Nagging truth about unemployment

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Mata'afa Keni Lesa

The truth is staring us unblinkingly in the face. Unemployment in this country is growing at a remarkable rate with no solution visible. 

The issue is especially apparent in villages on the outskirts of Apia where more and more people are flooding to in search of a better life. You see these people everyday, especially grown men and women who have nothing to do but dream ways to rob someone because that’s the only thing they could do.

These are worrying times.

The problem is that each of us - one way or another - is related to or knows of someone who is unemployed, or looking for a job. That’s the harsh reality we have to live with in this paradise we call home.

Many young people fresh out of College, University and other tertiary or vocational training centres are out there, job hunting.

But they are not alone. 

People who were previously employed elsewhere are also doing the hard yards actively seeking re-employment.

In this instance, it’s perhaps fair to say that the workers are plentiful, but there is no work. And before we heap the usual laziness sermons upon them, in most cases, their hands really are tied.

Where do you go looking for something that doesn’t exist? Where would all these people find jobs if there aren’t any available in Samoa?

The most troubling trend, however, is that among our young people so many now have nothing to do. They are just roaming up and down the streets doing nothing. There are simply far too many school leavers with very few job opportunities available for them to choose from.

The primary solution to this dilemma of course should come from the government. They have a responsibility to create an enabling environment where businesses flourish so that they could grow and offer more employment opportunities.

Is that happening? You be the judge.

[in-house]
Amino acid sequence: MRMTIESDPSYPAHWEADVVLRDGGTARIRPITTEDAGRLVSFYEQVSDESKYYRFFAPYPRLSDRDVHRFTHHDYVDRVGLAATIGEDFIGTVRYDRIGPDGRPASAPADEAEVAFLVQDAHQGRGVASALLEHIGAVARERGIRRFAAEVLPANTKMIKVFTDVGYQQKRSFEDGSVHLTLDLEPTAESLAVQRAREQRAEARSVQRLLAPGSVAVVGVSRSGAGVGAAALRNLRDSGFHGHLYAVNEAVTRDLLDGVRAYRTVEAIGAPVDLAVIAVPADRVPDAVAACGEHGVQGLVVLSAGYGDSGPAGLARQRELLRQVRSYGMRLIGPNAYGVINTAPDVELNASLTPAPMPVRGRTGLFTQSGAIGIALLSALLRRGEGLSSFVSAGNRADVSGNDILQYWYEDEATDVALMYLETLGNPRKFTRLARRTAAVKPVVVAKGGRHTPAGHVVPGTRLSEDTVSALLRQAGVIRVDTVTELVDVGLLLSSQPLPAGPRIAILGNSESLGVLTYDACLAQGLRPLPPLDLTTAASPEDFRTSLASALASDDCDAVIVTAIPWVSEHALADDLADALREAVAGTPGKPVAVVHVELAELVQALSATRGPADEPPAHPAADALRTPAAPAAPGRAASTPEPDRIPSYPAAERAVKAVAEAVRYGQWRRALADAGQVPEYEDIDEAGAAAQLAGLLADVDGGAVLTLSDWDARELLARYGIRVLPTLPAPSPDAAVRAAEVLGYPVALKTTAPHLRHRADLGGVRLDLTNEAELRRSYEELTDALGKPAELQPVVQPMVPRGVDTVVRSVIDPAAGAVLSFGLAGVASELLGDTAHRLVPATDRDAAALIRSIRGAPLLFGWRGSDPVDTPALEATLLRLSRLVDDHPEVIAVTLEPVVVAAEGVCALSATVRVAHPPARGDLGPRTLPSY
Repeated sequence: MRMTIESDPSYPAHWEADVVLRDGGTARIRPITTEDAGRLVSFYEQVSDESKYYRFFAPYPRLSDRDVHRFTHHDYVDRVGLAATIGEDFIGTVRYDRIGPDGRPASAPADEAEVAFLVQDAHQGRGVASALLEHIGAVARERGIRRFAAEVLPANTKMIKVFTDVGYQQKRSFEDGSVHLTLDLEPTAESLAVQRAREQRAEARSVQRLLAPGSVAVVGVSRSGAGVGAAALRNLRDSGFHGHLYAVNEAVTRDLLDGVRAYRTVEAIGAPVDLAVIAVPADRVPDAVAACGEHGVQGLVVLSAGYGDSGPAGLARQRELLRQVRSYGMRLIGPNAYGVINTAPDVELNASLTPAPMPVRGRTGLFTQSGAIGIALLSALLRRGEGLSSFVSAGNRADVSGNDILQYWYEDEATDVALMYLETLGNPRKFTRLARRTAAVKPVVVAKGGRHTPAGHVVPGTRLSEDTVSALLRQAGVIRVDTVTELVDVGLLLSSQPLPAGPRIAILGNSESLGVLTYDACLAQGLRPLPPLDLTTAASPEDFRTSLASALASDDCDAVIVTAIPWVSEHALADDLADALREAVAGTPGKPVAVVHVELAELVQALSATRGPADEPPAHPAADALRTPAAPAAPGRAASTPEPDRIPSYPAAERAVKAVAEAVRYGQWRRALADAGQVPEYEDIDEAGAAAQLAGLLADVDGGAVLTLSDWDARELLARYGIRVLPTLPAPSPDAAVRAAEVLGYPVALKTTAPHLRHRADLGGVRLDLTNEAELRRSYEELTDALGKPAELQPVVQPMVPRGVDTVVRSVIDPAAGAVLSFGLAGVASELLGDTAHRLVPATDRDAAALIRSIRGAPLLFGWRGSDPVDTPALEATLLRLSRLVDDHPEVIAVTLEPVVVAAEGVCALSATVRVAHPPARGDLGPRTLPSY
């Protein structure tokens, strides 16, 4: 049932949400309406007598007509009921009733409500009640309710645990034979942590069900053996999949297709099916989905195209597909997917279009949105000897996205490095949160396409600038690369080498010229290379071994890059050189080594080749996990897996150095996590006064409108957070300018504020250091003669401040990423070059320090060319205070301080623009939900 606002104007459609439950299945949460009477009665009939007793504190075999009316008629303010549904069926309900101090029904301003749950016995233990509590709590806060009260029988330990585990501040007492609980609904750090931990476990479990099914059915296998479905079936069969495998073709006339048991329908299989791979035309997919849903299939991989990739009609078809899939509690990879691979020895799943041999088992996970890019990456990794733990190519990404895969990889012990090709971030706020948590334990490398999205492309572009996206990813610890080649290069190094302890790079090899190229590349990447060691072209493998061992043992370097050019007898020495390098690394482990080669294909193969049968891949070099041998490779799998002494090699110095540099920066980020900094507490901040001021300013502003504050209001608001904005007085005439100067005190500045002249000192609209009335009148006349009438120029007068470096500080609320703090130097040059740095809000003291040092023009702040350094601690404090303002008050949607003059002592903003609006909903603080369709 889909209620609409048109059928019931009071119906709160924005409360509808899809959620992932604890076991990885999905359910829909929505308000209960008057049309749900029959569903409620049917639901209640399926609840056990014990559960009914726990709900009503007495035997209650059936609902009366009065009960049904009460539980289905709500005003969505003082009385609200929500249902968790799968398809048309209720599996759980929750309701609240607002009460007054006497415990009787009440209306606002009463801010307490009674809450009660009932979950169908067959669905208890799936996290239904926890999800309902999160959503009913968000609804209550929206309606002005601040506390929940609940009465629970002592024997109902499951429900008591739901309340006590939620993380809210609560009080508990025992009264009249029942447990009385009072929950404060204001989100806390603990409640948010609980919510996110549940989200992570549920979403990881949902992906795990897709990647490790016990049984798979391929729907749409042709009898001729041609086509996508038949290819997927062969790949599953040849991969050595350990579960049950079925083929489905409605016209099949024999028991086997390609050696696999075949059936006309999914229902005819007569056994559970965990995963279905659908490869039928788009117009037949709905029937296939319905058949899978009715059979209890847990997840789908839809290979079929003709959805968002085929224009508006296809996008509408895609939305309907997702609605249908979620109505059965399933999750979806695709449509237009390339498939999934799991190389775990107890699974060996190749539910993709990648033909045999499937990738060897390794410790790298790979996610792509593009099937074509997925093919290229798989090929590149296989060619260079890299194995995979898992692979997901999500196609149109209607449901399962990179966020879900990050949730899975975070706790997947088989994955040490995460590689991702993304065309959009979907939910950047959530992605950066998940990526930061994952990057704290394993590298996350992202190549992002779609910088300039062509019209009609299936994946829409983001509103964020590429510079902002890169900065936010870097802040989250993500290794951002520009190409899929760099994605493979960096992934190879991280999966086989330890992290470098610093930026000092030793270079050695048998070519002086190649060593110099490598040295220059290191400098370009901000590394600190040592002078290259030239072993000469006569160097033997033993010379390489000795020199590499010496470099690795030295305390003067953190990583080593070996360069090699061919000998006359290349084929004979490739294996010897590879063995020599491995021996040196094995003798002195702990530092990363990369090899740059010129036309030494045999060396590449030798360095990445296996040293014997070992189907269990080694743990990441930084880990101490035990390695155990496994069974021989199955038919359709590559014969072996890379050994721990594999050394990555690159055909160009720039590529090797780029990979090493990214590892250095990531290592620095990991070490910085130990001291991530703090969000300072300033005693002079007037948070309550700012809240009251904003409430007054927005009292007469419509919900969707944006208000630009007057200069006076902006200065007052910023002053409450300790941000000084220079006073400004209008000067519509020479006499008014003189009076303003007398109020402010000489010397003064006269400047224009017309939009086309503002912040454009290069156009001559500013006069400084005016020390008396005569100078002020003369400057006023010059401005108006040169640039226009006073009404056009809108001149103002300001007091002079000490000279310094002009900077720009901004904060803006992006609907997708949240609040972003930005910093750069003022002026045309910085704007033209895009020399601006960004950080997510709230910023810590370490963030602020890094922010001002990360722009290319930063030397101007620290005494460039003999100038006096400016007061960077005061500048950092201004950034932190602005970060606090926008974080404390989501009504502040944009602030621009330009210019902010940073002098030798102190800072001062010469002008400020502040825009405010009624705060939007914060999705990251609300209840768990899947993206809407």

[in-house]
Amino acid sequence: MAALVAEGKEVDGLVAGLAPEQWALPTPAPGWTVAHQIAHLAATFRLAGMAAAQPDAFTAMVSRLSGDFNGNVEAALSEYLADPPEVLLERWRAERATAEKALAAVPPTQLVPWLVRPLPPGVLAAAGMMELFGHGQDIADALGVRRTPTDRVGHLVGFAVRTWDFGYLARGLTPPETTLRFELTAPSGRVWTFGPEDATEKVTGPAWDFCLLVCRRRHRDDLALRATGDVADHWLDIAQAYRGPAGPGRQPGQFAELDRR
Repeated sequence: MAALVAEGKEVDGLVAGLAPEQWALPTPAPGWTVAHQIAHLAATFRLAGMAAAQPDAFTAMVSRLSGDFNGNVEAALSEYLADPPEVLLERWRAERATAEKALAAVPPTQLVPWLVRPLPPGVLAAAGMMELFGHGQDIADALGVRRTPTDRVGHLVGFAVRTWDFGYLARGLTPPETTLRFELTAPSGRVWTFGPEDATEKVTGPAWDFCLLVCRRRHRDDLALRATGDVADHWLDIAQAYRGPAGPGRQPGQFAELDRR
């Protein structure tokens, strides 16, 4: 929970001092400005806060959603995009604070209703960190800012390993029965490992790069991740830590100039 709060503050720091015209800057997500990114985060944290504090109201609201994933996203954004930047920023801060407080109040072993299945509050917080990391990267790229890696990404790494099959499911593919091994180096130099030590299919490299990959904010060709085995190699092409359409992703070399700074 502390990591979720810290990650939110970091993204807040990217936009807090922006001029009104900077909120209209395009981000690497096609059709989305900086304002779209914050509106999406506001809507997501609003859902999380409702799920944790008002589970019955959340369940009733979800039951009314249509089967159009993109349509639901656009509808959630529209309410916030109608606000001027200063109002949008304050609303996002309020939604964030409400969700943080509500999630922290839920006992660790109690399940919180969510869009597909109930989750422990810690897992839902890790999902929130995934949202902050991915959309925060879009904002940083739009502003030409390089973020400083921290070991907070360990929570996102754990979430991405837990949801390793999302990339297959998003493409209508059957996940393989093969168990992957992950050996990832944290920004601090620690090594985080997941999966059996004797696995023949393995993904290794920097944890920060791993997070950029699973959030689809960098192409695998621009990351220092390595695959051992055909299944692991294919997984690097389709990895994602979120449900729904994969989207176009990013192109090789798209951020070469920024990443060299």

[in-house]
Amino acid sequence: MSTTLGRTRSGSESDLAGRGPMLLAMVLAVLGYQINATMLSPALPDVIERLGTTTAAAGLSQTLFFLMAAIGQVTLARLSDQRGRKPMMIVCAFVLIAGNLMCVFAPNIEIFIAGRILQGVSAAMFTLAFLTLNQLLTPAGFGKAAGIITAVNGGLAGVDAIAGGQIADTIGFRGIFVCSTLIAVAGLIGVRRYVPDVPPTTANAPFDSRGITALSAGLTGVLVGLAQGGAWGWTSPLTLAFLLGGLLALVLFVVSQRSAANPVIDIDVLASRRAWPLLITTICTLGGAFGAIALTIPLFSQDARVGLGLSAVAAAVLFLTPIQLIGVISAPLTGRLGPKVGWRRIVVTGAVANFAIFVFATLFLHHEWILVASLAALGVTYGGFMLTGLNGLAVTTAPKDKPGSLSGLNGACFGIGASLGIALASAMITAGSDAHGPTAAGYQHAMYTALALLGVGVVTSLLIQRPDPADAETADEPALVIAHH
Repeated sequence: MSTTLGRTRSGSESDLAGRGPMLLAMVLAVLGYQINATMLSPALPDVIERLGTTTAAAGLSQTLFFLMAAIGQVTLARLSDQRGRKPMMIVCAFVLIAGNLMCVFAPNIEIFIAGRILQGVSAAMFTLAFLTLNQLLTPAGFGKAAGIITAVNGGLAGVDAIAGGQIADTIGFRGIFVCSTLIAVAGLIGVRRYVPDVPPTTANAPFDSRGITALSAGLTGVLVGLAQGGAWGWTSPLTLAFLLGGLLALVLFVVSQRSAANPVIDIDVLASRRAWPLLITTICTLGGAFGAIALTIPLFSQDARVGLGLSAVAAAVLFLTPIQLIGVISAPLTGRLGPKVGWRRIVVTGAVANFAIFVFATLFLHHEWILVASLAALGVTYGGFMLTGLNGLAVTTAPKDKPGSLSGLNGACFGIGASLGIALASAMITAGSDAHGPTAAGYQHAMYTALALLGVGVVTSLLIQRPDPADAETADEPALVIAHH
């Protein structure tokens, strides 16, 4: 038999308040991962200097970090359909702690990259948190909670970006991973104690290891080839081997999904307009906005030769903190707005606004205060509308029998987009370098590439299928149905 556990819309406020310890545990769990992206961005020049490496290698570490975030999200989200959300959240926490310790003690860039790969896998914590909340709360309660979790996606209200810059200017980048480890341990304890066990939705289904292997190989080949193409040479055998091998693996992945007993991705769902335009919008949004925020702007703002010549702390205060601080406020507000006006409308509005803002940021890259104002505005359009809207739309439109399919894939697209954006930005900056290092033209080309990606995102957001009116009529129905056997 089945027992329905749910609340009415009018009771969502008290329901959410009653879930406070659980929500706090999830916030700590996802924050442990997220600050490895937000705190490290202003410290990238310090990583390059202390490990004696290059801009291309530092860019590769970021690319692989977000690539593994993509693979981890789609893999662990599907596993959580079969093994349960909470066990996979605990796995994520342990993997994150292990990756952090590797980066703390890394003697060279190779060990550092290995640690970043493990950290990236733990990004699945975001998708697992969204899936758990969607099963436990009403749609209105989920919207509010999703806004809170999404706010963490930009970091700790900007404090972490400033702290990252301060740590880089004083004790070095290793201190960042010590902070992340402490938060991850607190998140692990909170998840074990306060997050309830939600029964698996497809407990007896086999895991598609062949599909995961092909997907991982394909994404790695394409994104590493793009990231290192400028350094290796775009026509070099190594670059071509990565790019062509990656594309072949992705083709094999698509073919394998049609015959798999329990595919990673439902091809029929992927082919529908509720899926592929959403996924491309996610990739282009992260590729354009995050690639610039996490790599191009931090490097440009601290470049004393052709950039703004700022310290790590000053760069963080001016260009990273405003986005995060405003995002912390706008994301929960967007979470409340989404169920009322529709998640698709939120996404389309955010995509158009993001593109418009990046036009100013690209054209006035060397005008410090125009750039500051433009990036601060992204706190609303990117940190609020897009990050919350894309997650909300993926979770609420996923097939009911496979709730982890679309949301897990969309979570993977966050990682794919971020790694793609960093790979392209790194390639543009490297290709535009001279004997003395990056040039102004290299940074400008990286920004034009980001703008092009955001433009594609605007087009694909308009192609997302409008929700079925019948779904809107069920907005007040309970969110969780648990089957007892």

Of course we cannot discount efforts that are being made to address the issue. Among them have been countless meetings, workshops and plans about creating opportunities to provide formal employment to the masses. These initiatives are encouraging. Although they will not completely solve the problem, they are part of the solution.

What we want to remind today is that the link between unemployment and the increase in criminal activities has been well documented. This is not to say that this should be an excuse to validate crime or that every unemployed person will turn to crime as an alternative.

But sadly, some do.

And that’s what we all don’t want.

It should definitely be a motivating factor for all involved to ensure that jobs are made available for people to earn a decent living.

Otherwise they will resort to other means to survive. Ultimately, it comes down to the government and its ability to create jobs. It’s about them attracting the right kind of investors, not ones who only to milk Samoa for what it is worth and then disappear.

Meanwhile, the private sector also has a large role to play. We cannot stress enough the importance of the partnership between the government and the private sector.

The idea is that the government must provide an environment that’s conducive for the private sector to grow and offer more employment opportunities.  In other words, the government must make every possible effort to allow the growth of the private sector, rather than hindering its efforts.

The point is that unemployment is a menace we can do without. But it will not go away until the government get serious about reducing it. At the moment, the signs are worrying. And that’s the nagging truth, which continues to stare us in the face, every time we think about unemployment.

 A solution? The answer is in agriculture, tourism, fisheries and our intelligent people. But that’s a story for another day. 

Write and share your thoughts with us.

Have a blessed Wednesday, Samoa!

© Samoa Observer 2016

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